5 Ways Broadband Technology Can Help Low-Income Students

In a world that seems increasingly connected to the Internet, ensuring that all people have the online access they need has become a civil rights issue. Today, the average individual must go online to apply for a job, find a place to live, and attain an education.

Unfortunately, countless low-income families have been deprived of the same online access that others take for granted. This includes students, who may miss out on innumerable opportunities without the same access to the Internet that upper-income and middle-income students enjoy. To help bridge this technological divide between socioeconomic classes, the government and various companies have begun to make significant strides toward changing the status quo.

In 2011, the Federal Communications Commission (FCC) announced on its blog the measures being taken to help low-income families and students attain high-speed Internet access. In 2013, President Obama announced his intention to implement an initiative referred to as ConnectED, which would make high-speed Internet available to nearly all of the nation’s students within a five-year period.

According to an article made available by the Benton Foundation, the FCC finished its comprehensive reform of another program in the latter part of 2014: The E-rate program, which was designed to provide a broad range of digital connection to students, schools, and libraries. This would make certain kinds of services, such as some of the types described here, accessible to people who might previously been isolated on a digital level.

Closing the Academic Achievement Gap

One of the top reasons that such initiatives and programs are so essential is that they will help to close a noticeable and unnecessary academic achievement gap. Children from low-income families need to be given the same chance to excel academically that children from families in higher income brackets have. By providing broadband technology to children of low-income families, the government and various companies are affording them an opportunity to succeed on an academic level.

Enabling Better Communication

Another benefit of making broadband technology available to all students is that doing so will help strengthen communication between students and teachers. As mentioned in an article posted by the Children’s Partnership, when students have proper Internet access, teachers can use the tools they need to teach and communicate properly. Such tools might include: e-mail, instant messaging, and teleconferencing.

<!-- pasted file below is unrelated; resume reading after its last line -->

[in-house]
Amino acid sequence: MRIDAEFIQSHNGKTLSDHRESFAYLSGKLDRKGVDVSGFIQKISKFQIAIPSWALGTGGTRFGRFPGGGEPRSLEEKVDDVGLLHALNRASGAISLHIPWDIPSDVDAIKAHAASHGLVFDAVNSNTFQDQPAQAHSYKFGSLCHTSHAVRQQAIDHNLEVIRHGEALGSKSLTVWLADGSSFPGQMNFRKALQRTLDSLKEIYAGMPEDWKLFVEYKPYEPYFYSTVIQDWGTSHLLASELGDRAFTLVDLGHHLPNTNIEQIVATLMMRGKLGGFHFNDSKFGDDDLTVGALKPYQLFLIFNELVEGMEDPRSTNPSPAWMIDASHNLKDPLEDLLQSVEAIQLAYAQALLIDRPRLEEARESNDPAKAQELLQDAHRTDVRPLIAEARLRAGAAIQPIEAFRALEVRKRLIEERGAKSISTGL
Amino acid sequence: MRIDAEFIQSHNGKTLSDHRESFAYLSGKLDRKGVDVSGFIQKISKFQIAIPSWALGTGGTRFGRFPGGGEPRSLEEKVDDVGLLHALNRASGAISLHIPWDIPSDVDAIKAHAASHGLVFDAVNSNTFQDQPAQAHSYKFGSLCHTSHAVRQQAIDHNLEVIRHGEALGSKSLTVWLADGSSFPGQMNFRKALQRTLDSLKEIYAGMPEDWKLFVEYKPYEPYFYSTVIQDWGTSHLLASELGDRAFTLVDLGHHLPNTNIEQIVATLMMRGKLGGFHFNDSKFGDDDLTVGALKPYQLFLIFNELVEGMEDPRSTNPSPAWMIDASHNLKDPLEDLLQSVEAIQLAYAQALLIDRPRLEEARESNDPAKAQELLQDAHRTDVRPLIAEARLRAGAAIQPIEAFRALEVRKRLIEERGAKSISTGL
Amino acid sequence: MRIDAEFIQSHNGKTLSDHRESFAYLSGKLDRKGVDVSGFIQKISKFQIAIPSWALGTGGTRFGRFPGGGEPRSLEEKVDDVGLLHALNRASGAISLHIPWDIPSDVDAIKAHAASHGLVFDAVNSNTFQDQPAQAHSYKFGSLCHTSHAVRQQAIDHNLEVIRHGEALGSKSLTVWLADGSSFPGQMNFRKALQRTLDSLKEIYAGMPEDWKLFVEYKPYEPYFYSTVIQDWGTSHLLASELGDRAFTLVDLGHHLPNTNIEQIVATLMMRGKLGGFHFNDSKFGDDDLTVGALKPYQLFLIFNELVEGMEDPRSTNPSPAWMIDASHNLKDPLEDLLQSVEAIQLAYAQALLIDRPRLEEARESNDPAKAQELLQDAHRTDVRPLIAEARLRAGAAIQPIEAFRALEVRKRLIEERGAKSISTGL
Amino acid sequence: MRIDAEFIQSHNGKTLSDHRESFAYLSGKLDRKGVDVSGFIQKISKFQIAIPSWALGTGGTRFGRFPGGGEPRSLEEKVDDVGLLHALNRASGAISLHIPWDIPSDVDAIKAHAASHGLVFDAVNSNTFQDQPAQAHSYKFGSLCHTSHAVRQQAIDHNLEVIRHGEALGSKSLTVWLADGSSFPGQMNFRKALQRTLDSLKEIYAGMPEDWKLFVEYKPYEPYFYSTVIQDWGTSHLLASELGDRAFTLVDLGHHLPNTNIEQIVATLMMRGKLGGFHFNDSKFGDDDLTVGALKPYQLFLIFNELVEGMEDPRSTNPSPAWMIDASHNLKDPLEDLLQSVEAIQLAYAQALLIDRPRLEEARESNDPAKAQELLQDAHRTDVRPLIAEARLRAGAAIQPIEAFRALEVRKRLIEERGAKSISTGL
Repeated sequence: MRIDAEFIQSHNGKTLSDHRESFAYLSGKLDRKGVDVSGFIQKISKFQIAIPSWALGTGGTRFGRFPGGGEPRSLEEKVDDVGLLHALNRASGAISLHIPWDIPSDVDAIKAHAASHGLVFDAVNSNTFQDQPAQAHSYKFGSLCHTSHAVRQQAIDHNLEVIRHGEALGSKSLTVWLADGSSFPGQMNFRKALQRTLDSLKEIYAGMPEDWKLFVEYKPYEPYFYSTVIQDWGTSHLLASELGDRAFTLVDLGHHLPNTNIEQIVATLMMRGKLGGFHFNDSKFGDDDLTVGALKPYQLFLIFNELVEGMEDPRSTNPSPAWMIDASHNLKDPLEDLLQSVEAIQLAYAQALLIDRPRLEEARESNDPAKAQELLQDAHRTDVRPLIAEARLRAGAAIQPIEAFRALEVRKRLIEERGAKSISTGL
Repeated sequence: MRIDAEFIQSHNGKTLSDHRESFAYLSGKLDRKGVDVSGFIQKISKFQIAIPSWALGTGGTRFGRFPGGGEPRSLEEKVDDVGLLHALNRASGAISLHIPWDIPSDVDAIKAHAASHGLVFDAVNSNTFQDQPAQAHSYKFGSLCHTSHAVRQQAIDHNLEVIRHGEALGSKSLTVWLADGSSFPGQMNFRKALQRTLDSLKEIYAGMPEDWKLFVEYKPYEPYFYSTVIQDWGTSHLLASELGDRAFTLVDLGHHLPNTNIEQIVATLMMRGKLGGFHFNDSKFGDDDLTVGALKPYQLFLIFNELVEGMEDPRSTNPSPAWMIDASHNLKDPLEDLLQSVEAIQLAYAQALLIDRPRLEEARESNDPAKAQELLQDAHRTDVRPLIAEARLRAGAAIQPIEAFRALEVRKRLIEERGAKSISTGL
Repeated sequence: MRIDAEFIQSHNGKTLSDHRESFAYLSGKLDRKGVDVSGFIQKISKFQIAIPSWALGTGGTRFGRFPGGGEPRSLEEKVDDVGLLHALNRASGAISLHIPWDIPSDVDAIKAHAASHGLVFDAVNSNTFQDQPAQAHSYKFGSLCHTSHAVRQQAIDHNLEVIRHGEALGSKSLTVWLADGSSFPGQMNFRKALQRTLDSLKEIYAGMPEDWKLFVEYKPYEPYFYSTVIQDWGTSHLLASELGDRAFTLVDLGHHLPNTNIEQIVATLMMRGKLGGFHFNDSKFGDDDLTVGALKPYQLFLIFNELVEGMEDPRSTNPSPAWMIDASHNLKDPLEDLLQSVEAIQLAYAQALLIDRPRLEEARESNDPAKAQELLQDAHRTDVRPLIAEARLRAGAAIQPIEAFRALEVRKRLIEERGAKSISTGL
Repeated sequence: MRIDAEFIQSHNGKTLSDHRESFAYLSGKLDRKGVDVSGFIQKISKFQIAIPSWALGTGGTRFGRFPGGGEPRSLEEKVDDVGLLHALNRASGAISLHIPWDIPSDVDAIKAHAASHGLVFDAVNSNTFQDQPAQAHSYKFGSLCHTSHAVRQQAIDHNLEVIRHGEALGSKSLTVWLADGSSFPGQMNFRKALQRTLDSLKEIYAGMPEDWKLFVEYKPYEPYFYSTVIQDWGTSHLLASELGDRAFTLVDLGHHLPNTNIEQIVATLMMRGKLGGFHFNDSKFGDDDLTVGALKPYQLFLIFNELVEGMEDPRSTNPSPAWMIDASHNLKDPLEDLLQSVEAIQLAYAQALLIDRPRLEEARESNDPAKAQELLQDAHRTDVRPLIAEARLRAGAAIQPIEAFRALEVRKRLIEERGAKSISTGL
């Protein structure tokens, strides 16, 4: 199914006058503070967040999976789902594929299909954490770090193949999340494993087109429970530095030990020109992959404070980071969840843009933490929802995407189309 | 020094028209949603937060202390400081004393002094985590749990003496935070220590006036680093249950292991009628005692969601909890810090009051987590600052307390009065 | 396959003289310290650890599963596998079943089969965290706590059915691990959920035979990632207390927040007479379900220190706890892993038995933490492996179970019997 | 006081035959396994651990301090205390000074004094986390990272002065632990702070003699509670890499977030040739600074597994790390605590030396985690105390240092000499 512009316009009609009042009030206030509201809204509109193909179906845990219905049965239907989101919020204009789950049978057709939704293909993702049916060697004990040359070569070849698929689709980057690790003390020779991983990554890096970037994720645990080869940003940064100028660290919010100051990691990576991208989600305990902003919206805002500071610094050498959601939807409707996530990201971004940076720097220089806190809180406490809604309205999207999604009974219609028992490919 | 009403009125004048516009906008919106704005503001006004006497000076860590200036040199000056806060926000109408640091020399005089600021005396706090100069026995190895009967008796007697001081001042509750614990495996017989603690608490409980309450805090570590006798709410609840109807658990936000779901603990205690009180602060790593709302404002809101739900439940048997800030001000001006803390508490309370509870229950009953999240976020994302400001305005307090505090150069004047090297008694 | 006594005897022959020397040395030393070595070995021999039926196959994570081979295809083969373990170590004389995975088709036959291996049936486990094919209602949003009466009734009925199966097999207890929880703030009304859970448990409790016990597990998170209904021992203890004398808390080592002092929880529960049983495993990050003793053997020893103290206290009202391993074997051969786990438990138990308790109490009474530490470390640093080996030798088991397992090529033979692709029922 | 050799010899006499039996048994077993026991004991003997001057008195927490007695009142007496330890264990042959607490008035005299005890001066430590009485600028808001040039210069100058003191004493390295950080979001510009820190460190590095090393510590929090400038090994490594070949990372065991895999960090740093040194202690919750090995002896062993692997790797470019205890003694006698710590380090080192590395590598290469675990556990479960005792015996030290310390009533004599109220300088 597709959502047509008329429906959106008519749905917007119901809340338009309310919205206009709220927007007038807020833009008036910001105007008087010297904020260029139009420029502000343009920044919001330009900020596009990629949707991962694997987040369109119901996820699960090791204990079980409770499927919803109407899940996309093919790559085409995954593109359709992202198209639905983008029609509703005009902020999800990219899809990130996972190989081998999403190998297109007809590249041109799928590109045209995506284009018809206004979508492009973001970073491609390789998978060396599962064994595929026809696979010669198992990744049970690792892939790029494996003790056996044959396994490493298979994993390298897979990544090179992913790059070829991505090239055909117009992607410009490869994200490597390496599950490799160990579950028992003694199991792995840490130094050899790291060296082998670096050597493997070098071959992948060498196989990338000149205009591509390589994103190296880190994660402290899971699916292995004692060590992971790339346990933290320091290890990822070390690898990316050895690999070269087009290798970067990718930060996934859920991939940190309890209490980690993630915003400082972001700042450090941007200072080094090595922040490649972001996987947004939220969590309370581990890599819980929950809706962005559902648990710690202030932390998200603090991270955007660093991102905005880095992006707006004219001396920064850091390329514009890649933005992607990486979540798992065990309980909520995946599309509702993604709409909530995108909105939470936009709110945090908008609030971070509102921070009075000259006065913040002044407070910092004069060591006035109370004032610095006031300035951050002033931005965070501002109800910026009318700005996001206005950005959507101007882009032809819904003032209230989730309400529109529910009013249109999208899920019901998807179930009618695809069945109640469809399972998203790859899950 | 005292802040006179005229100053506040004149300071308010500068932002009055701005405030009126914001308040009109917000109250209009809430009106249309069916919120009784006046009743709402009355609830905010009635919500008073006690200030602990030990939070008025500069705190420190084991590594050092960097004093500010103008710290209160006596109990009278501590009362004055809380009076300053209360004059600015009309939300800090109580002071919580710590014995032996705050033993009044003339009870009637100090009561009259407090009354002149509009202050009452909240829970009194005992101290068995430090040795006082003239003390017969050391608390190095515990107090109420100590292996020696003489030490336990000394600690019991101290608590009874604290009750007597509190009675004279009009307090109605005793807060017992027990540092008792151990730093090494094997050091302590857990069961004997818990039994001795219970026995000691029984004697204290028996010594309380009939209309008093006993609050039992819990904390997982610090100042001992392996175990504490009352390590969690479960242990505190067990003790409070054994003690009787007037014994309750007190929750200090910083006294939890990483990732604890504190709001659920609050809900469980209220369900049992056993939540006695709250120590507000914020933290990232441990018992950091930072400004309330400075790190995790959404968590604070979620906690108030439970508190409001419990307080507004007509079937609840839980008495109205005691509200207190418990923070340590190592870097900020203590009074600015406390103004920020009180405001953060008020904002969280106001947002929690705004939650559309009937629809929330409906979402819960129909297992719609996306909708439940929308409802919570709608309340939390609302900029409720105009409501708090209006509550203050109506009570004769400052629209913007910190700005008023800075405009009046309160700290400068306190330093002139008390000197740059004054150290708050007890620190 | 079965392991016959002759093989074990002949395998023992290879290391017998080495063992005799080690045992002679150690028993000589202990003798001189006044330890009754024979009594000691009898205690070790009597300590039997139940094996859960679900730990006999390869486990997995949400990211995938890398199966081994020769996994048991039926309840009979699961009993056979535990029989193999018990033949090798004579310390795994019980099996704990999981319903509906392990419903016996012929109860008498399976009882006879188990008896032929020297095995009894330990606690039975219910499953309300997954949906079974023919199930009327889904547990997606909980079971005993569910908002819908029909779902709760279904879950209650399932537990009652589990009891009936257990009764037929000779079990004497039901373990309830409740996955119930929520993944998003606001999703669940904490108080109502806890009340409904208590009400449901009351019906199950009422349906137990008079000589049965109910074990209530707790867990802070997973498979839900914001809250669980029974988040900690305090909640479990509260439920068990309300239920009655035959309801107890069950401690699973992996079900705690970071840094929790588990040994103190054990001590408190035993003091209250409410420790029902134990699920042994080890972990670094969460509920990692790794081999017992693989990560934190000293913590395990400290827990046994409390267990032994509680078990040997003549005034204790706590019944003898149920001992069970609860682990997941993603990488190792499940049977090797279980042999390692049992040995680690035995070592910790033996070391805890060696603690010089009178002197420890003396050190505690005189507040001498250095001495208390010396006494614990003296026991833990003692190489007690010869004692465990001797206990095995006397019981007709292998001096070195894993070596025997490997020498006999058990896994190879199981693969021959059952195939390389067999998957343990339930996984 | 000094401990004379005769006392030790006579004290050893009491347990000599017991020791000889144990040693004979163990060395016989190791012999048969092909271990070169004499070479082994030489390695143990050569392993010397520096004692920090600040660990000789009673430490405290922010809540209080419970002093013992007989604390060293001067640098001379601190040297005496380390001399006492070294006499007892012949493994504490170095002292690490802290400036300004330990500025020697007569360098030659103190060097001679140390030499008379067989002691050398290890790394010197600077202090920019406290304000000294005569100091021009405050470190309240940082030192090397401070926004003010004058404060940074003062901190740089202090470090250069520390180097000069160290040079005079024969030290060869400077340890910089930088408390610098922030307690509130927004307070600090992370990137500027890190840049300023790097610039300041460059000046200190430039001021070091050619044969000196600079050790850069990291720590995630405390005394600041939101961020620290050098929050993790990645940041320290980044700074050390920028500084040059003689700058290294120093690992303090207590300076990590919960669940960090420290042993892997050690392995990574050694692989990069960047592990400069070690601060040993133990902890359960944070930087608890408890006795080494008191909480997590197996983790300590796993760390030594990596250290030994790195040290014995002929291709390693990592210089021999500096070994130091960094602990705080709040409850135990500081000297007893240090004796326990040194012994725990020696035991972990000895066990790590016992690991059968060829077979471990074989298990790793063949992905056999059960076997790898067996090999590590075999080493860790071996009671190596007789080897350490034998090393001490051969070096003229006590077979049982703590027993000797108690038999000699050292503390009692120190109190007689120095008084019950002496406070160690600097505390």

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Enabling Parents to Help Their Children

Helping children succeed in school is a critical aspect of parenting. Without access to the Internet, many low-income parents have previously been unable to assist their children with homework and other educational requirements. By providing Internet access and other digital tools to low-income children and their families, the government and private businesses are enabling parents to help their children.

Improving Quality of Life

When low-income families have access to vital programs, the children in such families are likely to do better in school. A wealth of important information may be explored online, from details about community activities to contact information for social service agencies. Being able to access such information in a timely manner enables parents to provide the best possible care for their children.

Creating Better Opportunities for the Future

In the same way that making broadband technology accessible to children of low-income families gives them a chance to succeed academically, such access ultimately gives them a better chance for the future. The purpose of helping children to do their best in school is to create future adults who can make invaluable contributions to society. That could be one of the most compelling reasons to ensure that all students have equal access to the educational tools they require.

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Vinod is Tech blogger. He contributes to the Blogging, Gadgets, Social Media and Tech News section on DigitalYcia.

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